What is it like being Aboriginal with white skin?

Why should fair skinned Aboriginal people have to justify their Aboriginality?

Apekathe follows the story of two Aboriginal women and their families and how they identify with their Aboriginal heritage.

Using Priscilla Collins' family as the vehicle, this documentary explores this identity crisis in a contemporary environment. A red-haired, freckled woman herself, Cilla's family is made up of shades from black to white skin. There is no doubt within the family that they are Aboriginal, but there is doubt in society at large.

Maureen McGregor is an Aboriginal woman from the Daly River region of the Northern Territory. Maureen does not have to contend with skeptical remarks about her identity as she possesses the characteristics and pigmentation of an Aboriginal person.

Her children however are fair with red hair. As with Priscilla, these children will grow up to be ridiculed for proclaiming they are Aboriginal.

Apekathe shows the diversity which makes up the Aboriginal nation of Australia and why there are people with fair skin who call themselves Aboriginal.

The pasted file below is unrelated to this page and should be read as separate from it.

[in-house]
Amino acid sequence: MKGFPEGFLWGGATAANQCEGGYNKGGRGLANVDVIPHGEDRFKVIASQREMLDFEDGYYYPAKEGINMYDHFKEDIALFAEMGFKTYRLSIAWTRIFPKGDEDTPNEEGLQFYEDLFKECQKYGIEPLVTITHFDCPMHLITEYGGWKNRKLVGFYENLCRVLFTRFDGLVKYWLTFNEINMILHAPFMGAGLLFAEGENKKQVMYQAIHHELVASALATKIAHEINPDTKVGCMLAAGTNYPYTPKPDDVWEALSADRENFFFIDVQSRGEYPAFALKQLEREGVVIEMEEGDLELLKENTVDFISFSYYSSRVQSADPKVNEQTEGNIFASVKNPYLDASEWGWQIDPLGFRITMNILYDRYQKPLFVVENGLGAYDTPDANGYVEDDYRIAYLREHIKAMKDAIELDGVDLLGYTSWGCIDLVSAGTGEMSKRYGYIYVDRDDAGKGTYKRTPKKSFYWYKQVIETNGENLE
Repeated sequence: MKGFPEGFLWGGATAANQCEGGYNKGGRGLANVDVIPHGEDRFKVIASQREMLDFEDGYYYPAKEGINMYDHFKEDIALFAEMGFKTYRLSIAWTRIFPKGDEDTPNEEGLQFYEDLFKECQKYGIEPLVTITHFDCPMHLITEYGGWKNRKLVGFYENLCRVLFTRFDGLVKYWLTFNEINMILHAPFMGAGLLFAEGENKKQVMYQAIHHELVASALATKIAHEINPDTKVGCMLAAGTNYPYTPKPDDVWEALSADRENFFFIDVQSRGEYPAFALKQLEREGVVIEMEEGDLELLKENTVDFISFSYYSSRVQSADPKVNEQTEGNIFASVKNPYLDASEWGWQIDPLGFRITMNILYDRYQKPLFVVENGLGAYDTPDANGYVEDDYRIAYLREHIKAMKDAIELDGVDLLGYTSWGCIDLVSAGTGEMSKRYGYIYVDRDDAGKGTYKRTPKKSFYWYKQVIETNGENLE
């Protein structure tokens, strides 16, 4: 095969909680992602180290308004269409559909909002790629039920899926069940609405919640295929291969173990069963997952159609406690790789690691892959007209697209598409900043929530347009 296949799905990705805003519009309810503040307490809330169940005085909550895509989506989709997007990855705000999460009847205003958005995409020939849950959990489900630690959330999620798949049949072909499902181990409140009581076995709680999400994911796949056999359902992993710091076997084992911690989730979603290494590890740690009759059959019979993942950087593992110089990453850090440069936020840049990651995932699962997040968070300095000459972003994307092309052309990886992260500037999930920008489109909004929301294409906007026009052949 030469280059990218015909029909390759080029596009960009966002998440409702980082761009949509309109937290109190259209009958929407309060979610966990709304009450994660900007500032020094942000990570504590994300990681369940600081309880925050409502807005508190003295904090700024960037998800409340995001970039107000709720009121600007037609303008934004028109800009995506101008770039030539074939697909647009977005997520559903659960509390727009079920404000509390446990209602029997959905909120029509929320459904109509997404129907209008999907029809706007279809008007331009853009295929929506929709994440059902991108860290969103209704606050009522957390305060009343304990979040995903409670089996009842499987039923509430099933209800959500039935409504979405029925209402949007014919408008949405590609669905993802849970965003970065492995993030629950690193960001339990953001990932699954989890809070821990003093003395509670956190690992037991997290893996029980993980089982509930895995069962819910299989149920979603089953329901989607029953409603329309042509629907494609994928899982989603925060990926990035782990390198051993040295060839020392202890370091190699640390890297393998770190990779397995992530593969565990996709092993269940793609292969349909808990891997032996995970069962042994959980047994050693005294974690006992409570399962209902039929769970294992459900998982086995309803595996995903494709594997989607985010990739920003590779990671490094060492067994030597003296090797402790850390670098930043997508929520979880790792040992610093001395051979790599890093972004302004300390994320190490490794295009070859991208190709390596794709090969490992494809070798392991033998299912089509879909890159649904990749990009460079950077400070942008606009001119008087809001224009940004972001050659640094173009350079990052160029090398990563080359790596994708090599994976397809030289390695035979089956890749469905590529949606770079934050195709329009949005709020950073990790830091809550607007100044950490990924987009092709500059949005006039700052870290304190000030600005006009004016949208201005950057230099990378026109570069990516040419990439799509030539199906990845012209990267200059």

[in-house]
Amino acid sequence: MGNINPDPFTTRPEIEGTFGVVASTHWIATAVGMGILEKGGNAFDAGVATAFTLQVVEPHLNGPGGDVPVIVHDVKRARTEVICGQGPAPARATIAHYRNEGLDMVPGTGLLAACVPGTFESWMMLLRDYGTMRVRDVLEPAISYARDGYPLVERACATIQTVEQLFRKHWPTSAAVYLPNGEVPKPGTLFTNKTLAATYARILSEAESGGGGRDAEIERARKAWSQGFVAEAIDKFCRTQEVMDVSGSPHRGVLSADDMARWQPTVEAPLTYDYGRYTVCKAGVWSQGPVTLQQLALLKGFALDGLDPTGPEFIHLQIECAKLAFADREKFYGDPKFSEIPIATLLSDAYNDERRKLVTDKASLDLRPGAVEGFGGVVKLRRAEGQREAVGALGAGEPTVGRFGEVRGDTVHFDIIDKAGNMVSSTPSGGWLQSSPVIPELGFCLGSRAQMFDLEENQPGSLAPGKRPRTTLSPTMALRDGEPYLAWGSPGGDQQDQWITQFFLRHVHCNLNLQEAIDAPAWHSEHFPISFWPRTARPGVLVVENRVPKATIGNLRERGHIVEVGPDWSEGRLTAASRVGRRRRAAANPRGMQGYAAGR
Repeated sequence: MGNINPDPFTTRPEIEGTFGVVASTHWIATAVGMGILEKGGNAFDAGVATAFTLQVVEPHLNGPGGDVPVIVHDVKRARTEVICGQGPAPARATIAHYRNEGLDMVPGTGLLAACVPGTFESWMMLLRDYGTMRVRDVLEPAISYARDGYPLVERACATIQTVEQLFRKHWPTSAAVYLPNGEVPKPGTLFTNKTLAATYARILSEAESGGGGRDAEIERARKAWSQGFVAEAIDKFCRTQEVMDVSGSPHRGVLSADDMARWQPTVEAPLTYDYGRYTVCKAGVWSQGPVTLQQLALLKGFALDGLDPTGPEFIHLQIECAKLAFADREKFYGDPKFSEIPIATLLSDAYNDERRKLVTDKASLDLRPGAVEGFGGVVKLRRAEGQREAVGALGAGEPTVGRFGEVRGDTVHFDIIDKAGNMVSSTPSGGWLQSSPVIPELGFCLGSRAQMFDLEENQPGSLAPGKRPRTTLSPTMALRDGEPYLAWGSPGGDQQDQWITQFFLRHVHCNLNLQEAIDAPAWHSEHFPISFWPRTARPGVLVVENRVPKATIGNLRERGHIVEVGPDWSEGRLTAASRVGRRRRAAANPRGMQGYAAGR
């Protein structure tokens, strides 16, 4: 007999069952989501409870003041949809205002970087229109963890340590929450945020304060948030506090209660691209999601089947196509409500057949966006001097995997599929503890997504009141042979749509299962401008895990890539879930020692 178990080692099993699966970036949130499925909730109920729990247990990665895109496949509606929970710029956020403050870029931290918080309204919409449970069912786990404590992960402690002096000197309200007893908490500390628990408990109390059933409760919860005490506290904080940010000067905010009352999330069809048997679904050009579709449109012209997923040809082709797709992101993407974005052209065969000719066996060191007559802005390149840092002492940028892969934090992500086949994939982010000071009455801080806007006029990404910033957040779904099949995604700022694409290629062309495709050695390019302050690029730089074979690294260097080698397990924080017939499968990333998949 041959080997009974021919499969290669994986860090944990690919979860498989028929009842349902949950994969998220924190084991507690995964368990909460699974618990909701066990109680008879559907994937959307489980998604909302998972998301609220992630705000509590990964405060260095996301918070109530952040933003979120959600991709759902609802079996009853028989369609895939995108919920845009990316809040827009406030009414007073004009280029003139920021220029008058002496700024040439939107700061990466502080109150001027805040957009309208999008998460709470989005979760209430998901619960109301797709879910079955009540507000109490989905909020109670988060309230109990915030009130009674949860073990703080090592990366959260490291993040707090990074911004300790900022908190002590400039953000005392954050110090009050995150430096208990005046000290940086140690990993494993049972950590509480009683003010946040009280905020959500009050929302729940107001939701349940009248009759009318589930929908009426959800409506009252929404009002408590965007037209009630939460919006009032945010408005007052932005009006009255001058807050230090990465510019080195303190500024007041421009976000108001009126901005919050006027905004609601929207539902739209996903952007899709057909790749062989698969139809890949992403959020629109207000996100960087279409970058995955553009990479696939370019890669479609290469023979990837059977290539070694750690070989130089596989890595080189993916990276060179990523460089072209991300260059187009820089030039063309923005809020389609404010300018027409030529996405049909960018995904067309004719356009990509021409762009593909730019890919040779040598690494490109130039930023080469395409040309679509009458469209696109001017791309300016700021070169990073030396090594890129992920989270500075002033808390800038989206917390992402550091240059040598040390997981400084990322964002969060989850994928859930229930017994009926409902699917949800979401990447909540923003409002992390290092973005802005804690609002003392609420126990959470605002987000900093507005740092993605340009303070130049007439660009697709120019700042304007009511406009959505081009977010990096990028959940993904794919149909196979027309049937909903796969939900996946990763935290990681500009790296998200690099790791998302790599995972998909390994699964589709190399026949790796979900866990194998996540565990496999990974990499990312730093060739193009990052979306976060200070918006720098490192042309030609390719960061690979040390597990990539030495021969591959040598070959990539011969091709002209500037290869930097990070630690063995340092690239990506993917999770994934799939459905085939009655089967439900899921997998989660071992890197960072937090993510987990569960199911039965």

Apekathe means "fair-skinned".

"Aboriginal" means being able to come back to a community.

— Maureen McGregor

I draw my identity from my mother because she has been the stronger presence in my life.

— Steven McGregor, director


Release dates
1997 - Australia (ABC-TV)
2000 - Australia (Message Stick program)
Video/DVD release date
2002 “Best cultural documentary” Australian Cinematographers Society SA and WA Branches
G - general
Ronin Films
Minnie Read

Priscilla Collins is also the producer of this film.

Alternative title: "Apekathe: Fair-skinned: Cilla and Maureen's story".

Maureen was fostered out at age 6. Her husband is an Aboriginal man with dark parents, but her kids are light-skinned.

Priscilla's husband is also Aboriginal, his mother has dark skin, but he is fair-skinned.

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Cite this page

Korff, J 2018, Apekathe, <>, retrieved 20 July 2024

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